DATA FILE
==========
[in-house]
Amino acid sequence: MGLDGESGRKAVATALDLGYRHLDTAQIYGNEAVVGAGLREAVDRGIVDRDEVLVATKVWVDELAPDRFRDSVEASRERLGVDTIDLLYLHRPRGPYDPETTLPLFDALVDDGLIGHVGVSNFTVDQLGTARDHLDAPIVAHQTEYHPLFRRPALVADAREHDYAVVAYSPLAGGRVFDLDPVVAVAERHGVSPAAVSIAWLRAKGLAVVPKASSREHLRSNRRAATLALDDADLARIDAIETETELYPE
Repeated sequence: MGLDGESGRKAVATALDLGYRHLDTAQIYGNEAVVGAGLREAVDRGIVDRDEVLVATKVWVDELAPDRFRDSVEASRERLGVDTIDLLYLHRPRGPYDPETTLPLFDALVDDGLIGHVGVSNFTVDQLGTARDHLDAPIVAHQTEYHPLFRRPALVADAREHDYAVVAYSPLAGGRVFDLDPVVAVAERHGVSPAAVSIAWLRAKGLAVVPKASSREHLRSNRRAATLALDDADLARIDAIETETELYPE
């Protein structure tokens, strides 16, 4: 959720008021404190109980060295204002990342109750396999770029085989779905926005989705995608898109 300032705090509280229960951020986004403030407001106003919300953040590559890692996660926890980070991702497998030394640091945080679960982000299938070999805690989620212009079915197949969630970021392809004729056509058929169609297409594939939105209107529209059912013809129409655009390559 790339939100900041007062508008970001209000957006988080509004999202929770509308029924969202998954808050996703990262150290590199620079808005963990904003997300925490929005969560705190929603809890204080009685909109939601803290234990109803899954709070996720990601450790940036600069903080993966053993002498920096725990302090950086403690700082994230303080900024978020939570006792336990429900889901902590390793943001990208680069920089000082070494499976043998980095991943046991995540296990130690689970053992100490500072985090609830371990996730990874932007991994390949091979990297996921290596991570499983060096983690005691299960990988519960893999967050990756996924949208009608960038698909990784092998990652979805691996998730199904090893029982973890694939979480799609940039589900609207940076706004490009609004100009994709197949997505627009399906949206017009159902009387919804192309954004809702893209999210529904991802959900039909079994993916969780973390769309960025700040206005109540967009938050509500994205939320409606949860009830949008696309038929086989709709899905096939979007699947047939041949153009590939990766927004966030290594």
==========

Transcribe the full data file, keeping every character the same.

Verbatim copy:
[in-house]
Amino acid sequence: MGLDGESGRKAVATALDLGYRHLDTAQIYGNEAVVGAGLREAVDRGIVDRDEVLVATKVWVDELAPDRFRDSVEASRERLGVDTIDLLYLHRPRGPYDPETTLPLFDALVDDGLIGHVGVSNFTVDQLGTARDHLDAPIVAHQTEYHPLFRRPALVADAREHDYAVVAYSPLAGGRVFDLDPVVAVAERHGVSPAAVSIAWLRAKGLAVVPKASSREHLRSNRRAATLALDDADLARIDAIETETELYPE
Repeated sequence: MGLDGESGRKAVATALDLGYRHLDTAQIYGNEAVVGAGLREAVDRGIVDRDEVLVATKVWVDELAPDRFRDSVEASRERLGVDTIDLLYLHRPRGPYDPETTLPLFDALVDDGLIGHVGVSNFTVDQLGTARDHLDAPIVAHQTEYHPLFRRPALVADAREHDYAVVAYSPLAGGRVFDLDPVVAVAERHGVSPAAVSIAWLRAKGLAVVPKASSREHLRSNRRAATLALDDADLARIDAIETETELYPE
């Protein structure tokens, strides 16, 4: 959720008021404190109980060295204002990342109750396999770029085989779905926005989705995608898109 300032705090509280229960951020986004403030407001106003919300953040590559890692996660926890980070991702497998030394640091945080679960982000299938070999805690989620212009079915197949969630970021392809004729056509058929169609297409594939939105209107529209059912013809129409655009390559 790339939100900041007062508008970001209000957006988080509004999202929770509308029924969202998954808050996703990262150290590199620079808005963990904003997300925490929005969560705190929603809890204080009685909109939601803290234990109803899954709070996720990601450790940036600069903080993966053993002498920096725990302090950086403690700082994230303080900024978020939570006792336990429900889901902590390793943001990208680069920089000082070494499976043998980095991943046991995540296990130690689970053992100490500072985090609830371990996730990874932007991994390949091979990297996921290596991570499983060096983690005691299960990988519960893999967050990756996924949208009608960038698909990784092998990652979805691996998730199904090893029982973890694939979480799609940039589900609207940076706004490009609004100009994709197949997505627009399906949206017009159902009387919804192309954004809702893209999210529904991802959900039909079994993916969780973390769309960025700040206005109540967009938050509500994205939320409606949860009830949008696309038929086989709709899905096939979007699947047939041949153009590939990766927004966030290594």